The Song of the Dragon

On Isles torn 'part, Morag was born
the three revealed her path.
Their light the guide, her sword was sworn
all foes would feel her wrath.
Into the fight, her heart she'd pour
but still she wanted more.   The sorak left in search for gain,
she fought for foreign land.
Through battles won and more foes slain,
her kingdom's reach was grand.
Despite her chests of gold in store,
she found she wanted more.   The throne abandoned, more might sought
from mages all around.
Through ancient ritual, power brought,
draconic power found.
And though it changed her to her core
she knew wanted more.   With power of her mighty form,
the world was hers to claim.
But soon a voice came as a storm,
and once more lit her flame.
Those words imparted holy lore,
and showed she wanted more.   Once more she went on quests to find,
a power still unknown.
And then one day the stars aligned,
her newfound might now shone.
With godhood's light the skies she'd soar,
yet still she wanted more.   To sate her growing thirst for glory,
more dragons she'd create.
The dragons then would spread her story,
until this very date.
Despite her offspring's gold and roar,
she knows she still needs more.


This poem tells the tale of Morag Drakeshadow and her journey to becoming the first dragon and ascending to godhood.   It begins with Morag being born and joining the priesthood of Trinitism by becoming a Sorak'heidrin. She then leaves the Sorak and sets out to conquer land on another continent. Still feeling as if something is missing, she abandons her kingdom and seeks out a mage able to make her stronger than any mortal. This leads to her transforming into the very first dragon.   After this transformation, she conquers even more land than ever before before she hears the voice of a god tell her how to become a deity. This prompts her to once again go out in search of greater strength until she finally manages to ascend. But even being a god isn't enough for Morag, as she creates more dragons to worship her and give her gifts. Even this she finds lacking, always needing more to be satisfied.

Historical Basis

It can be proven that at least parts of the story are true. The person Morag Drakeshadow did indeed live and used to exist in the records of the Sorak'heidrin. However, these records were lost in a fire, something many believe was intentional in order to distance Morag from Trinitism.   Furthermore, there are definite tracks from Morag's conquest as a warlord in Oracyn. Statues and paintings of her can be found throughout Maryvaire and Leurein. These paintings can be dated to around the year 80 of the Tembarican Calendar, which correlates fairly well with the original dialect of the language in the poem.   Many more stories are also told of the terror she brought upon Omeria during her reign as a dragon. The entire western coast of Caythistari was laid in ruin through nearly a century of raiding, but her lair was never found. This has led many to theorize that it lies somewhere along the eastern coast of Tembaricar, but until recently, it hasn't been possible to send any expeditions there to search for it.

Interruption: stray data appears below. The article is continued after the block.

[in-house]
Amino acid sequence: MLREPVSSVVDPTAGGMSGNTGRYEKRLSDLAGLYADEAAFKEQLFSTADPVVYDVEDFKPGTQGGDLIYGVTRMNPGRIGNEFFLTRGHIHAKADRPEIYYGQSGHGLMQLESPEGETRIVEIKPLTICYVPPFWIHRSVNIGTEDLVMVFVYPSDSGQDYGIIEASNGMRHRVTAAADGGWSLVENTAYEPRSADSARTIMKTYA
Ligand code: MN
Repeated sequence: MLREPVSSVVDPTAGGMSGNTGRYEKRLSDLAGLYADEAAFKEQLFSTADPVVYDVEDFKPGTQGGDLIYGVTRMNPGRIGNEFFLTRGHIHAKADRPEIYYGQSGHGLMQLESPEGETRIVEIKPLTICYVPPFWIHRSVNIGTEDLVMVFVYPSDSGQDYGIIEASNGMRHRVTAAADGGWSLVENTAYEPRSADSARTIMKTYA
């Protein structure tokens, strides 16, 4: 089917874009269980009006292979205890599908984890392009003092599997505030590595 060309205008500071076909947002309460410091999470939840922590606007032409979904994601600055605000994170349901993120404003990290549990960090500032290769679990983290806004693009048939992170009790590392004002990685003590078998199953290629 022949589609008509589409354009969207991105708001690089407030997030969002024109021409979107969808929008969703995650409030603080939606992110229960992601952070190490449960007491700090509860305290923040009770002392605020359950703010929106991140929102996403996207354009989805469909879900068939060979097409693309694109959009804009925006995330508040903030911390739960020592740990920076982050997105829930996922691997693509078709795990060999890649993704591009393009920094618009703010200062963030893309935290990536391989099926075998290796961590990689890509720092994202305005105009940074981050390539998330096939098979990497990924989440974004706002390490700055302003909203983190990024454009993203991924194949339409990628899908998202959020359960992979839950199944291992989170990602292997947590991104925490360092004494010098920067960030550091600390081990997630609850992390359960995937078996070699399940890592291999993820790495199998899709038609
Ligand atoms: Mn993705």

While it isn't common to have read the poem itself, most people have heard the tale of Morag, as she is one of the most prominent gods. She is also present in a lot of children's stories and cautionary tales where she serves as a villain and a warning to be careful with monsters. Her cult, the Children of the Dragon also have a fairly large presence around the world, and are known to seek out ancient draconic artefacts as offerings to their god.

Variations & Mutation

The Children of the Dragon believe Morag to be one of the only gods willing to actually share her divinity with her followers and gift them with draconic might. However, everywhere else, she is painted as a villain to be cautious of. Tales are told of those who make agreements with dragons in her service and receive gifts they later regret.
Date of Setting
Around year 80 of The Tembarican Calendar
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